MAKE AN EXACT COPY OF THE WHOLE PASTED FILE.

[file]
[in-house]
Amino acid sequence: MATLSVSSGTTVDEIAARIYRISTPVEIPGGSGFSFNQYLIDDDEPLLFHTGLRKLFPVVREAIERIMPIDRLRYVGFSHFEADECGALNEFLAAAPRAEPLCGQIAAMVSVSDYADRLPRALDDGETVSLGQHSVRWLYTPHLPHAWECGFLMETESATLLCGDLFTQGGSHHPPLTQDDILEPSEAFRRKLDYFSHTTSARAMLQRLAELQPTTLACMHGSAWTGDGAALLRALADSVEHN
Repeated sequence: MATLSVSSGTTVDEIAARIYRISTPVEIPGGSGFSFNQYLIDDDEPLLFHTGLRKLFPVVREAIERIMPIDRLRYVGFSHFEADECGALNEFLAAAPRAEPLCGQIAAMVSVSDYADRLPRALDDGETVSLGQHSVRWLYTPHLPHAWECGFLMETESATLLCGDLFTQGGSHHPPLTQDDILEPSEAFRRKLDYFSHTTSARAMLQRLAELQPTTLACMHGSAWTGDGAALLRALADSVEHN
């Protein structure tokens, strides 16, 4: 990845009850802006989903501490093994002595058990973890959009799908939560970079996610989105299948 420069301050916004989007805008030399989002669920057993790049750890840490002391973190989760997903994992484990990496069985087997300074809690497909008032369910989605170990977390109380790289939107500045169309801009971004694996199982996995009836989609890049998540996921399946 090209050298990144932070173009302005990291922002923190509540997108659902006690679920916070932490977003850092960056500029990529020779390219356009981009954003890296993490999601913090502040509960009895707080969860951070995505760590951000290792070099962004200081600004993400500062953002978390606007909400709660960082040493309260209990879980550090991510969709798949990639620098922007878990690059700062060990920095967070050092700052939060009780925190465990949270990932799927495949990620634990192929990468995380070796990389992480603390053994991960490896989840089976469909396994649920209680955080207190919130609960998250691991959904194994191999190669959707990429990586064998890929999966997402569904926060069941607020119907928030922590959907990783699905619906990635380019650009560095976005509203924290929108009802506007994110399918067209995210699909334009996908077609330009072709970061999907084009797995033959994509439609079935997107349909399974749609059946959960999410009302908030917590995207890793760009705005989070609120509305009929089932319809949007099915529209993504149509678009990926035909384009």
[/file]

[in-house]
Amino acid sequence: MATLSVSSGTTVDEIAARIYRISTPVEIPGGSGFSFNQYLIDDDEPLLFHTGLRKLFPVVREAIERIMPIDRLRYVGFSHFEADECGALNEFLAAAPRAEPLCGQIAAMVSVSDYADRLPRALDDGETVSLGQHSVRWLYTPHLPHAWECGFLMETESATLLCGDLFTQGGSHHPPLTQDDILEPSEAFRRKLDYFSHTTSARAMLQRLAELQPTTLACMHGSAWTGDGAALLRALADSVEHN
Repeated sequence: MATLSVSSGTTVDEIAARIYRISTPVEIPGGSGFSFNQYLIDDDEPLLFHTGLRKLFPVVREAIERIMPIDRLRYVGFSHFEADECGALNEFLAAAPRAEPLCGQIAAMVSVSDYADRLPRALDDGETVSLGQHSVRWLYTPHLPHAWECGFLMETESATLLCGDLFTQGGSHHPPLTQDDILEPSEAFRRKLDYFSHTTSARAMLQRLAELQPTTLACMHGSAWTGDGAALLRALADSVEHN
């Protein structure tokens, strides 16, 4: 990845009850802006989903501490093994002595058990973890959009799908939560970079996610989105299948 420069301050916004989007805008030399989002669920057993790049750890840490002391973190989760997903994992484990990496069985087997300074809690497909008032369910989605170990977390109380790289939107500045169309801009971004694996199982996995009836989609890049998540996921399946 090209050298990144932070173009302005990291922002923190509540997108659902006690679920916070932490977003850092960056500029990529020779390219356009981009954003890296993490999601913090502040509960009895707080969860951070995505760590951000290792070099962004200081600004993400500062953002978390606007909400709660960082040493309260209990879980550090991510969709798949990639620098922007878990690059700062060990920095967070050092700052939060009780925190465990949270990932799927495949990620634990192929990468995380070796990389992480603390053994991960490896989840089976469909396994649920209680955080207190919130609960998250691991959904194994191999190669959707990429990586064998890929999966997402569904926060069941607020119907928030922590959907990783699905619906990635380019650009560095976005509203924290929108009802506007994110399918067209995210699909334009996908077609330009072709970061999907084009797995033959994509439609079935997107349909399974749609059946959960999410009302908030917590995207890793760009705005989070609120509305009929089932319809949007099915529209993504149509678009990926035909384009």